a tower of marzipan cake adorned with Danish flags and icing

you could hear the wheat growing that afternoon from where we sat in the garden, lazy bees buzzing the strawberry bowl, smells of fresh coffee, cold beer, salt sweat of the workingmen

and all the while, the fuglekonge/goldcrests chasing the lowering clouds

reminding us that autumn drew near We ate our meals together at the kitchen table, my place was on the bench across from Mor and next to my sister

to my left, the door to the vegetable garden and the fruit trees

our younger brothers taught me the words for food ymer, sm?r, h?rdkogte ?g, ost and that it was OK to mess up as long as I tried Far sat at the desk every night after dinner to record the day’s weather and his tasks in a journal

One Saturday morning, our aunt and uncle joined us after breakfast

for an important family meeting. I listened deep, scrambling through my dictionary when confused, the problem was dire: rats in the barn were eating everything in sight.

I was so excited because I had learned enough to be in on the action, to contribute!

I looked up a few words, cleared my throat and explained that in America, when rats got into the grain, we poisoned them,

but you had to be careful to get rid of the bodies so they didn’t rot

Dead silence

followed by everyone politely pretending that I had ceased to exist

Months later,

when I could actually understand and speak I brought up that awkward moment and asked where I had gone wrong.

Turns out there were no rats in the barn, they’d been planning

our grandmother’s birthday party and were shocked to hear that in America we used poison

on such occasions,

we laughed so hard we near peed our pants Our house stood at the end of the lane near a bog brimming with eels Mor opened the windows every day for fresh air our house expanded magical

so everyone could fit

the cupboards stacked with second chances sugar bowl filled with encouragement our house recentered my universe, I rode my bike to the bakery, library, soccer field, school and back, always back to our house at the end of the lane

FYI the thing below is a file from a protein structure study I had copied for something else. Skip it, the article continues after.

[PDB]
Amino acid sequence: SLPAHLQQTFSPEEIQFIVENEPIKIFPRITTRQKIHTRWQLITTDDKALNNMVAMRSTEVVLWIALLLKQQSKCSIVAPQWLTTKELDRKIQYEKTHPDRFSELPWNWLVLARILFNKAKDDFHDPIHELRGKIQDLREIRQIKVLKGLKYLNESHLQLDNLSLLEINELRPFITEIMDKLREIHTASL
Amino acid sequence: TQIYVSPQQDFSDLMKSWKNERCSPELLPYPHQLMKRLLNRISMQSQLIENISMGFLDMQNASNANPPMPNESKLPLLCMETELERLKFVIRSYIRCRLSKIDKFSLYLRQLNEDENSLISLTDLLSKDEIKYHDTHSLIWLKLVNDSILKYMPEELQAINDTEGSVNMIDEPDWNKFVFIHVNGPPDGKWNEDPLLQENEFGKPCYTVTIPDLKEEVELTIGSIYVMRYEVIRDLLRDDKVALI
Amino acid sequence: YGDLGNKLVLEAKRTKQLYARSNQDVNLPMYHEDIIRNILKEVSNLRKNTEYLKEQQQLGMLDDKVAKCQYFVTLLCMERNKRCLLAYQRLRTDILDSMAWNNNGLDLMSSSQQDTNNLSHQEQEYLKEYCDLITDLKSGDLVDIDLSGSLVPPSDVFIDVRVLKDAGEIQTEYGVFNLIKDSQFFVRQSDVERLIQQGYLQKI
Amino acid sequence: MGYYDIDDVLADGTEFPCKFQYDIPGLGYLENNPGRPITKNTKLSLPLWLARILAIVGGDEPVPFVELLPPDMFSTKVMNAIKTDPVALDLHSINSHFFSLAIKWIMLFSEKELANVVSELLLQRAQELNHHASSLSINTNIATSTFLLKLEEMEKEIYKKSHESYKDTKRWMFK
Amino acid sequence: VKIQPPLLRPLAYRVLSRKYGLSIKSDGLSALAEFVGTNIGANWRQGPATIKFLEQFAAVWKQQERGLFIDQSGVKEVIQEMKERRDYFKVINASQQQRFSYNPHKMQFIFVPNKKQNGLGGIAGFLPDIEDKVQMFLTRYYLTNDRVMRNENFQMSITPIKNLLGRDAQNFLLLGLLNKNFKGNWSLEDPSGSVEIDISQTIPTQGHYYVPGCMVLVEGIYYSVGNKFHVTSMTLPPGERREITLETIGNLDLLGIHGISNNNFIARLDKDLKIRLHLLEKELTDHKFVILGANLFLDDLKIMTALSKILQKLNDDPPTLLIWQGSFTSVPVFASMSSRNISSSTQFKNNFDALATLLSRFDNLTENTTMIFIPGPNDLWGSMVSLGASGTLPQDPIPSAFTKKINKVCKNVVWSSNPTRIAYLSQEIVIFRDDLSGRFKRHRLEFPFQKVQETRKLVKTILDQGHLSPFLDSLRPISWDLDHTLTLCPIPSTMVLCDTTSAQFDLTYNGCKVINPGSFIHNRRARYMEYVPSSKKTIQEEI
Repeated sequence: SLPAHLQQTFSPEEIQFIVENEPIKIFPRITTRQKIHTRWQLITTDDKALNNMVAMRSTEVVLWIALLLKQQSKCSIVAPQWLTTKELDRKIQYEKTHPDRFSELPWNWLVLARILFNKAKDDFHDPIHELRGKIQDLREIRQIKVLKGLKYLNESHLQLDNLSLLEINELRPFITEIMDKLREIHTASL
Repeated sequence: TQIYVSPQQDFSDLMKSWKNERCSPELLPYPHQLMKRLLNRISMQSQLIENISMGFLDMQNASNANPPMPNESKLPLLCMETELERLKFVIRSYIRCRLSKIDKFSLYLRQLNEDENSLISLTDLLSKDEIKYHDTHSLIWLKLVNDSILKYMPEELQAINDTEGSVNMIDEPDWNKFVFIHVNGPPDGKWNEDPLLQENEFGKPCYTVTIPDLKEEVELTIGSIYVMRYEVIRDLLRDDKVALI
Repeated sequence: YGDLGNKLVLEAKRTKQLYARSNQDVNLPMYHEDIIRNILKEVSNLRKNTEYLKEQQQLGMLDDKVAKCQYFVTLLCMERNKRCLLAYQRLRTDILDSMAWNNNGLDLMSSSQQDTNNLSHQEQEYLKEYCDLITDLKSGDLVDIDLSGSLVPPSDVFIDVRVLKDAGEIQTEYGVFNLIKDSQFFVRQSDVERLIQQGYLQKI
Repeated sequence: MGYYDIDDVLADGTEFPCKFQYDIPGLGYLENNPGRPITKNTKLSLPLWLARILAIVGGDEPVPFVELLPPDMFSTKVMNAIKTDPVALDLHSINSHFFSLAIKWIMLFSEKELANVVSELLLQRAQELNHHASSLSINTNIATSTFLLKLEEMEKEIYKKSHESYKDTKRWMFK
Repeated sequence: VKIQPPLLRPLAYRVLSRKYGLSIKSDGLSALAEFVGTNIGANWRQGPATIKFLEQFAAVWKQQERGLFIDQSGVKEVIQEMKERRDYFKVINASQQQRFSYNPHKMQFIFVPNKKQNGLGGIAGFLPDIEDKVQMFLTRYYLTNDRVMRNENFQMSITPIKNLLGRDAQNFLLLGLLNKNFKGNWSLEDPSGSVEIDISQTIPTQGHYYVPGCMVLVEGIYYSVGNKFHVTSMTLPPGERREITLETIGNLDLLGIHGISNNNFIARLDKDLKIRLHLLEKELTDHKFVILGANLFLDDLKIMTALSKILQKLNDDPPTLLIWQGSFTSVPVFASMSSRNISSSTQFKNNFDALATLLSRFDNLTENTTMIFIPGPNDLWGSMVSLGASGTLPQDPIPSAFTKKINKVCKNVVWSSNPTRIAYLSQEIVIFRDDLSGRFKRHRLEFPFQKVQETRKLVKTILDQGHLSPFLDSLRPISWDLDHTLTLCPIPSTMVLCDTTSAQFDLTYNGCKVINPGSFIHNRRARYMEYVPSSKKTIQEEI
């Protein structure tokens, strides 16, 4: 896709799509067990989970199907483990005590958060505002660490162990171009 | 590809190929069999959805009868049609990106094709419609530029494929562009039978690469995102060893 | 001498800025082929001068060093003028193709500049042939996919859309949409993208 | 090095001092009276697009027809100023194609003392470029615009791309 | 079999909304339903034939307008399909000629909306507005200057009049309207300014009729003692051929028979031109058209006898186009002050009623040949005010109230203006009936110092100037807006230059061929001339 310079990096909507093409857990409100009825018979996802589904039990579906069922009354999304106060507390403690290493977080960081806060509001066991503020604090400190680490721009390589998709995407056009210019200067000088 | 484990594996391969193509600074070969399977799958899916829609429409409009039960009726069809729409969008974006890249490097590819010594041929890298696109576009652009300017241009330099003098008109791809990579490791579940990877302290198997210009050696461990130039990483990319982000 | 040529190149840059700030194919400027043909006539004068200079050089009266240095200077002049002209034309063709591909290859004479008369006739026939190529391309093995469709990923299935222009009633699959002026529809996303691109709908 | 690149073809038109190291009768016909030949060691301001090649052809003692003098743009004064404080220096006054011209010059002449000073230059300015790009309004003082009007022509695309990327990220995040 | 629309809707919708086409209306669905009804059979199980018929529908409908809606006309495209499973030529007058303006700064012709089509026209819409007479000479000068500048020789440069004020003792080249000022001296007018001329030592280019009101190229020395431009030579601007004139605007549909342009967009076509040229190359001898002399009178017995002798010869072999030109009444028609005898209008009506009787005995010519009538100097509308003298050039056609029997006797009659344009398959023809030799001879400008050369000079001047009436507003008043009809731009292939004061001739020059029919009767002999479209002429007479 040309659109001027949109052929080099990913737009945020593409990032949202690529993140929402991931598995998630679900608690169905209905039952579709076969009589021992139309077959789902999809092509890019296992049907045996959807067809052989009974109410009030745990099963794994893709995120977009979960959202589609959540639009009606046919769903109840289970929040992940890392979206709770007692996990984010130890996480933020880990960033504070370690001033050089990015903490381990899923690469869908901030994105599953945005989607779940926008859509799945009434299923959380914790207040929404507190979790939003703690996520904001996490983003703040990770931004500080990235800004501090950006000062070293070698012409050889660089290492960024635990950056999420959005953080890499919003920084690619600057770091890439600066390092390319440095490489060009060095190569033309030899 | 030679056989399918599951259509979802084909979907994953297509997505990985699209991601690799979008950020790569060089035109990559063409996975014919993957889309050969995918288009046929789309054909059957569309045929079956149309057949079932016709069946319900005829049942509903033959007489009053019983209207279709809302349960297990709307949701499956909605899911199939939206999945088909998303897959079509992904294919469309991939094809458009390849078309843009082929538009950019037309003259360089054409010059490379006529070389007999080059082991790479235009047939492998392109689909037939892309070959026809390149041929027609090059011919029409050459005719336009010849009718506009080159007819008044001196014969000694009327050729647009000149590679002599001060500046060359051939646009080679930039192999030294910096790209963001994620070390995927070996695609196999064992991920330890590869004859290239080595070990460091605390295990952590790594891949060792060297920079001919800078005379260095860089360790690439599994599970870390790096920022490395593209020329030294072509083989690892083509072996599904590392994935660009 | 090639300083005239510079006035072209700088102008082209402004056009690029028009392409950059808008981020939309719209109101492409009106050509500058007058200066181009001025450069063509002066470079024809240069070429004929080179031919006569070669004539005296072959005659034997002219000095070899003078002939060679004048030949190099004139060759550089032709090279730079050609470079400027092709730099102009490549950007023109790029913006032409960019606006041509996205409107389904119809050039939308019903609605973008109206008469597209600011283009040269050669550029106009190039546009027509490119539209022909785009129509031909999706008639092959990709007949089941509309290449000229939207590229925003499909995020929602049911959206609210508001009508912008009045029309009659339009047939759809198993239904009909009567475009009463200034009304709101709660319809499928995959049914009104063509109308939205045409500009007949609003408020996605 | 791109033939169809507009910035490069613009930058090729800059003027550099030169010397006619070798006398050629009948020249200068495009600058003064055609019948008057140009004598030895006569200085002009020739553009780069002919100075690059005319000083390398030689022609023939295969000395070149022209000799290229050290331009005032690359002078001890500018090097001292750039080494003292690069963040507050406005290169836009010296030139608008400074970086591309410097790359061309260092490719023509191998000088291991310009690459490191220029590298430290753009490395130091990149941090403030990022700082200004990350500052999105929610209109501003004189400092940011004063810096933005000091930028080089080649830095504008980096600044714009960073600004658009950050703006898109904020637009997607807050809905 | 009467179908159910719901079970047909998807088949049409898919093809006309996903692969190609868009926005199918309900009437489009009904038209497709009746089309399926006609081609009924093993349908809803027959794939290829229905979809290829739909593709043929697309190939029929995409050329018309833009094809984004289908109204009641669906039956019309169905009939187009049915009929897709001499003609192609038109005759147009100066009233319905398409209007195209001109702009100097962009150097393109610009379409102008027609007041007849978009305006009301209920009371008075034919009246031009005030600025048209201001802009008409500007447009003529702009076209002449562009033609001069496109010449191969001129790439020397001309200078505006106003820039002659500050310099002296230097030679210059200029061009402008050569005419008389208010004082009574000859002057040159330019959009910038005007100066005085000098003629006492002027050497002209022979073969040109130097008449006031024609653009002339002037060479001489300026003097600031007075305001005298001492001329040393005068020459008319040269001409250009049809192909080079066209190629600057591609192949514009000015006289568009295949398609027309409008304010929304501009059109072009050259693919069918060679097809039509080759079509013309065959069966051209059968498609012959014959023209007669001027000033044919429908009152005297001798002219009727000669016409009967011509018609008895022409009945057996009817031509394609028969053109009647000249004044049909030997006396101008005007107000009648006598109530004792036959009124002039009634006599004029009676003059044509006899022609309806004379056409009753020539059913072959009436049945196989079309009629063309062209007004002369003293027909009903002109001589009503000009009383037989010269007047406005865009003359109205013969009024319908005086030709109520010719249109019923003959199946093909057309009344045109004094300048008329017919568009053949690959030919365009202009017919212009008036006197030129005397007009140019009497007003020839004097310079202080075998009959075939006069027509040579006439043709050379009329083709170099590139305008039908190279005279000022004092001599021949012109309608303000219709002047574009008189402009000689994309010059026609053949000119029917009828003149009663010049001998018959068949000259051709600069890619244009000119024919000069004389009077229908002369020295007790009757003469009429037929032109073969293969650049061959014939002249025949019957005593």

longitude, eleventh meridian east, built of brick latitude, fifty-fifth parallel north, family-lit

om efter?ret / in the autumn

Monday through Friday, I pedaled to school a bit more than two miles away, it felt like ten for the first couple weeks but got easier and faster quick enough imagine a mash-up of high school’s senior year and the first year of college, but without a prom, alcohol poisoning, or sports teams, and not nearly as much drama.

That’s where I went to school: at a studenterkursus where we called our teachers by their first names and

could knit in class if we wanted, the theory being that if we could pay attention as we knit, we might as well be productive I studied Danish literature, English literature, geography, calculus, history, psychology, and the hardest of all: French I’d already studied French for four years, it was easy

back home, but at overs?tte fra dansk til fransk /

shifting into French from Danish overheated my brain and melted my circuits we had a mid-morning break each day when the school provided coffee, tea, and pastries

(in Denmark Danish pastry is called Viennese bread / weinerbr?d

because the world is lovely-strange) it was a relief to just study and grow friendships without the distractions

and social hierarchies I was used to in the States once I got used to the routine and the language and once they got used to me the shiny-bright of being the new kid, the American sideshow

faded; that’s when I felt homesick.

One night I stood outside with my sister talking to her about the bone-ache for my American family

she pointed to the moon and said it was shining on them, too

and that helped; she is made of compassion, my sister

when the harvest was done, the older of our two brothers was confirmed in the Lutheran church, an important rite of passage Danes take their celebrations seriously; an enormous tent

was erected outside our house, the Norwegian relatives arrived plus half the town, course after course of food was served, then: the speeches. When you celebrate a confirmation, wedding, birthday, or anniversary in Denmark,

there are lots of speeches given, equal parts teasing, mocking, complimenting, and appreciating. It’s a big deal.

I gave a speech for my brother— apparently I didn’t threaten to poison him like a barn rat, so that was good.

The final course was served at three a.m.

and the party lasted until dawn.

om vinteren / in the winter

as fields slept under winter’s snow deep in the earth a slow rumble of strong, unseen hands pushed stones to the surface

rearranging the landscape

I spoke to my American family in July and again at Christmas

overseas telephone calls were stupid-expensive, we wrote letters

on onionskin paper, so thin you could see through it and cheaper to mail winter Fridays were my long days the dawn so late that I rode to school in the dark and by the time I unchained my bike in the afternoon for the trip home the sun had again fallen into the sea as Christmas approached we slaughtered and processed

the ducks that Mor raised every year to pay for presents

I was a semi-vegetarian when I left the USA I got over it in a hurry living on the farm Scandinavians understand winter, they respect the long dark

Laurie Halse Anderso's Books